13 May 2003, 13:10
Shiism (from Arabian "ash-shija" - a group, a party, adherents) - the second (after soonism) Islam direction, according to a number of followers. Shiism occured due to a political group of supporters of transferring the state authority to Ali ibn Abuh Talibformed in second half 7 in. A political group (formed in the 2nd part of 7 century) of supporters of transfer of authority in the state to Ali ibn Abuh Talib - the son-in-law and the cousin of Prophet Muhammad - as to his close relative and the spiritual successor. This group became a main body of movement which later resulted in split of a Muslim community into sunnits and shiits.
Shiits recognize the Koran as a divine revelation, however they consider, that in its Osman editions there were omitted verses (ajats), concerning to Ali. They accept soonnah, too, but only in the part where the circuit of khadis transmitters goes back to Ali. Shiism has the legend - akhbars which collections are esteemed by shijits as well as six initial collections of khadis, esteemed by sunnits. Shiits reject an elective principle of caliph. They consider, that from four "just" caliphs only Ali had the right to be the master of all moslems, while the first three caliphs were usurpers. After Ali the succession of mission of Prophet Muhammada may belong extremely to his real descendants, i.e. children, grandsons, great-grandsons, etc. of Ali and Fatimah, daughter of the Prophet. Adherents of the most numerous Shiism branch - imamitah - believe that there have been eleven real descendants - imams, starting with Ali, and the twelfth imam lost in the beginning of 9 century and became a makhdi (lead by Allah). When he returns back to the Earth, justice will triumph and the Golden Age of Islam will come.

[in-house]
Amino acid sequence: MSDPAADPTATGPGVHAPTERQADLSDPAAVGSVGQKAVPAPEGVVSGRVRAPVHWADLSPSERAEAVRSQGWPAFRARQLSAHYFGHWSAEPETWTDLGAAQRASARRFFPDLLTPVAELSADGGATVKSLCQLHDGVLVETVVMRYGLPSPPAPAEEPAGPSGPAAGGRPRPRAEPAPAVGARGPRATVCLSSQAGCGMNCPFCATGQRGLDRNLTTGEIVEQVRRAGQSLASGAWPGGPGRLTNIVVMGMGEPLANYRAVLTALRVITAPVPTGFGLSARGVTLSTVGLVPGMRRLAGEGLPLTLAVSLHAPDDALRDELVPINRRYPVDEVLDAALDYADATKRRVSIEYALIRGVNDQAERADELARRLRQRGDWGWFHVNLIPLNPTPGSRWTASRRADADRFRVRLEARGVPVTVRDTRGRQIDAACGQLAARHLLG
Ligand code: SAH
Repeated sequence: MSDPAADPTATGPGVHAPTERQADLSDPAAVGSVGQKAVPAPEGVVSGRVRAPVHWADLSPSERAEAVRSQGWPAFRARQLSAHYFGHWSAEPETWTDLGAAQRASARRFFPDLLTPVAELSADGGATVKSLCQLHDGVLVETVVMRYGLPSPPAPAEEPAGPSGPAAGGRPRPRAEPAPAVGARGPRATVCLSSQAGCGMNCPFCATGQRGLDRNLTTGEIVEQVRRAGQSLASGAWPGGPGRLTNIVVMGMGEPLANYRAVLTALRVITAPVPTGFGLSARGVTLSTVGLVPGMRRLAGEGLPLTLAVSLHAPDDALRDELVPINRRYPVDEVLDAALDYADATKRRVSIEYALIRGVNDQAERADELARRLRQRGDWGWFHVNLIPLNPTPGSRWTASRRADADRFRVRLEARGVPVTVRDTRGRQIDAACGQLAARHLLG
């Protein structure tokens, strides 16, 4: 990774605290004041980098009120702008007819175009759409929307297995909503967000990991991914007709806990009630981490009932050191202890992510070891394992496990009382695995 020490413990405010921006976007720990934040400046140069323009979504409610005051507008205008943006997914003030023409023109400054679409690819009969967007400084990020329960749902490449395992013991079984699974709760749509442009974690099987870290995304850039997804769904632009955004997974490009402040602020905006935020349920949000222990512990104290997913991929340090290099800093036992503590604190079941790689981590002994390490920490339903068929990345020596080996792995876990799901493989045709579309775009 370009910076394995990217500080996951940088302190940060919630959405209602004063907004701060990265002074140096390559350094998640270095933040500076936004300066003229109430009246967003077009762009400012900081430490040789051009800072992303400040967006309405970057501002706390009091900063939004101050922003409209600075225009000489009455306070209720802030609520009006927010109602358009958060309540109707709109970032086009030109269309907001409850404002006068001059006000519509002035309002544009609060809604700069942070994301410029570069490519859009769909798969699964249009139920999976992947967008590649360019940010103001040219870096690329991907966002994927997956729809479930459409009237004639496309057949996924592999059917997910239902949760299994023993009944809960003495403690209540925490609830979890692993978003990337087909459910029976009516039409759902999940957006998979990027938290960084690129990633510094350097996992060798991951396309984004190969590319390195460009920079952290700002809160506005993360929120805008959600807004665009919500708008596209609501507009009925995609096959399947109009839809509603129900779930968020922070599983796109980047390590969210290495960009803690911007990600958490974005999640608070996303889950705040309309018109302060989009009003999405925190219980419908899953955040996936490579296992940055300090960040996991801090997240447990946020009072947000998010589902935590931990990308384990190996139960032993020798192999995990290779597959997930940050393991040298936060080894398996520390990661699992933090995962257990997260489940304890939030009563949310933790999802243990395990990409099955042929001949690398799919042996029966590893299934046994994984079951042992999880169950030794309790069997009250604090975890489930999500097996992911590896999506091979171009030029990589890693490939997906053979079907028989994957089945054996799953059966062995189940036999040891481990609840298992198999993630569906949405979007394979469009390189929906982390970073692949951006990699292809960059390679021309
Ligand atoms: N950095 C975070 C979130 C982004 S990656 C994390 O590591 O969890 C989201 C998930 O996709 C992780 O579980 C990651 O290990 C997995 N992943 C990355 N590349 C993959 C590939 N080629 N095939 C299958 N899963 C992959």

The feature of the Shiism doctrine is takyja - the sanction to hide the religious beliefs if their detection mihgt be dangerous. Cult practice of Shiism has no essential differences from the similar practice of Soonnism. Parallel with pilgrimage to Mecca (khaddzh), shijits make pilgrimage to Meshed and Koom (Iran), Kerbela and Nedzhef (Iraq), they mark the Urazah-bajram and the Kurban-bajram. Especial value is given to a ten-day mourning ceremony during the mukharram month (the first month of a Muslim lunar calendar), adhered to imam Hussein - the son of caliph Ali - and accompanied by sermons, singing songs and self-tortures of its participants.
Adherents of Shiism is the overwhelming majority of the population of Iran, more than half of population of Iraq, a significant part of moslems of Lebanon, Yemen, Bahrein. In Russia the Shijit communities live long since in Dagestan. Lately, in connection with amplification of migratory streams from Transcaucasia, they have appeared and in other regions, too.